Amid the continuing stalemate over Iran’s nuclear program, various narratives have emerged about the sanctions and their impact. The dominant one in Western policy circles and mainstream media is that the sanctions are making Iran crack. This reinforces the view that time is on the side of the Western members of the P5+1 and that concessions Iran deems necessary for progress on the nuclear issue shouldn’t be on the table.
However, a sound understanding of the sanctions’ impact on Iran’s behavior is only possible if the actual situation in Tehran is properly assessed.
To be clear, sanctions have roughly halved Iranian oil exports. Tehran sells around 1 million barrels a day of crude, down from the IEA’s 2.3 mbpd estimate for 2011. How has this impacted Iran’s finances?
The government’s budget for FY 2012/2013 is set at $113 billion, including an allocation of $49 billion in oil revenues. With Brent on course to average $111 a barrel this year, a conservative estimate of average Iranian crude sales of 1.1 million barrels a day suggests Iranian oil revenues of about $45 billion in 2012. To put things into perspective, Iran earned roughly half as much in the beginning of this millenium, when Mohammad Khatami was president.
The reduced oil income has led to a gradual breaking of the taboo on discussion of the impact of the sanctions. Instead of rhetoric on the futility of the measures, a real debate on how to cope with the pressure is taking place in Tehran. Central to this discussion is the budget for the coming fiscal year. Though President Mahmoud Ahmadinejad has once again failed to submit the budget bill before the constitutionally mandated deadline, this may not be the obstructive and confrontational politics of past times.
While all eyes are on the foreign exchange the Iranian government is earning, more attention needs to be paid to the number of rials that hard currency is turned into. In the absence of the official bill from the government, debate has arisen over two key projections which will determine the amount of rials the Ahmadinejad administration will be able to spend in the fiscal year beginning in March 2013.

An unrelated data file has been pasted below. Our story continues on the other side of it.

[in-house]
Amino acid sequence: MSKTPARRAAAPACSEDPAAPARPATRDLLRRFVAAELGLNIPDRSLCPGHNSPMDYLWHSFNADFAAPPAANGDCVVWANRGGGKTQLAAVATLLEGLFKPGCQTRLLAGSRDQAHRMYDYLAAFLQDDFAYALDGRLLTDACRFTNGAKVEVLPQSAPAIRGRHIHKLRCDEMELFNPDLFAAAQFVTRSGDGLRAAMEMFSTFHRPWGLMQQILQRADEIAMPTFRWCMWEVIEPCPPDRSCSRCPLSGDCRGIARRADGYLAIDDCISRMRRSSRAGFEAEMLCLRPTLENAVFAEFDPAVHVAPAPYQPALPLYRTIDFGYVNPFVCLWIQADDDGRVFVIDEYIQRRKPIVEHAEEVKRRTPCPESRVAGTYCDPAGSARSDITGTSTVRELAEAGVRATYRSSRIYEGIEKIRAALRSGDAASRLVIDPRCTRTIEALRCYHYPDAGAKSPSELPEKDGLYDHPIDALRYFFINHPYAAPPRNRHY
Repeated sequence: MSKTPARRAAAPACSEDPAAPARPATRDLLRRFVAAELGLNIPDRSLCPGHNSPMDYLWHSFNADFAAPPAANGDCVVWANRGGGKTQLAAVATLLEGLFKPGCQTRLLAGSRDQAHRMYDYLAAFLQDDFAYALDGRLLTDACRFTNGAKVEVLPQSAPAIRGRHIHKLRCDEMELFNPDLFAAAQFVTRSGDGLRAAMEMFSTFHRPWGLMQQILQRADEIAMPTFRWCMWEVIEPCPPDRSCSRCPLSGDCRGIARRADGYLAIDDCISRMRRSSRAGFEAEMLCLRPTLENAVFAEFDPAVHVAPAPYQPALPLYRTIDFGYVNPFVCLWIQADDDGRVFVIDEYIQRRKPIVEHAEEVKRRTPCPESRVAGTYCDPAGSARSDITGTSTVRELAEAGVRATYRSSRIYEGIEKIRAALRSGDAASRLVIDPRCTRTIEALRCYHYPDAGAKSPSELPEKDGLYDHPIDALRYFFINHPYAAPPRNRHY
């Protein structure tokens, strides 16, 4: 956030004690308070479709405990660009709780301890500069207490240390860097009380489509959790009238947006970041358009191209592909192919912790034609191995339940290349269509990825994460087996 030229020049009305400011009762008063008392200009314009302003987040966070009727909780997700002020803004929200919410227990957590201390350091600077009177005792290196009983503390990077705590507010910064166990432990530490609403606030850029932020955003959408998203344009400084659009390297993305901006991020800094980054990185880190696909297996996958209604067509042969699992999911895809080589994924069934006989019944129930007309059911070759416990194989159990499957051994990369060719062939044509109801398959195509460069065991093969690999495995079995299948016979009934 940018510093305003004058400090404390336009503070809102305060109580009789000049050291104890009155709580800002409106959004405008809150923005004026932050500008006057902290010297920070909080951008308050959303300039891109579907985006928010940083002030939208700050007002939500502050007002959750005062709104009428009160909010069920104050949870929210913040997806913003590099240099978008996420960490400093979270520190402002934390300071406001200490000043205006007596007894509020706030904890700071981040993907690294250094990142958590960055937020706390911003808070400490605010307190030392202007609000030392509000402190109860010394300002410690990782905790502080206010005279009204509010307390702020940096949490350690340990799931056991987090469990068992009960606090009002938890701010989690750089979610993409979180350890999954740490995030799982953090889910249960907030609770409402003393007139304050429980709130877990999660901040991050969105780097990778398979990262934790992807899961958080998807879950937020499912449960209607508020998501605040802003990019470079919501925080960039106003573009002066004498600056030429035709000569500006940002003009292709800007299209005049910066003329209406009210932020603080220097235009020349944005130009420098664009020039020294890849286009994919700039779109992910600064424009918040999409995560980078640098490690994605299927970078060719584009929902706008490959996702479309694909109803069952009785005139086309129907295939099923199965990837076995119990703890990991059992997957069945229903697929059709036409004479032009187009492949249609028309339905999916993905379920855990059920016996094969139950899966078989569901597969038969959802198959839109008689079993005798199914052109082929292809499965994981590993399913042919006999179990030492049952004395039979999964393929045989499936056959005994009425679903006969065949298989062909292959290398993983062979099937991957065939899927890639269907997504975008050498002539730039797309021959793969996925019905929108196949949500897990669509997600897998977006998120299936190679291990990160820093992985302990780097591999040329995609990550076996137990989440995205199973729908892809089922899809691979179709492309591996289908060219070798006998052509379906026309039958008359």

Given the importance of oil revenues, the government’s budget is based on a projection of the average price per barrel of crude that Iran will sell. This is usually an intentionally conservative estimate, with the surplus channeled into foreign-denominated reserves. Parliament relatively recently moved to stop the government from tapping into these reserves to fund its cash payments to households. Thus, there has logically been a move to boost the government’s coffers by other means. In the current debate on the budget, a commonly cited forecast price per barrel is $90, compared to $85 in the current FY (and $81.5 the year before). The implication of such an increase is that a bigger proportion of total oil revenues will go to the government at the expense of the foreign-denominated reserves.
Another major aspect of the debate is the dollar rate in the budget. This is a crucial topic, since accrued foreign exchange has to be converted to rials for the government’s use. In discussions on the pricing of the dollar in the coming budget, rates of anything between 15,000 to 20,000 rials against the greenback have been brought up. Again, to put things into perspective, $45 billion in oil revenues translates into 551.7 trillion rials with the 12,260 dollar rate in the current budget. With a dollar rate of 17,000 in next year’s budget, the government would get close to 39% more rials per dollar. However, considering the inflationary effects of a too sharp official devaluation, which will directly impact the prices of basic commodities currently protected by the multi-tiered exchange rates, the greenback rate is likely to be set in the lower part of that range.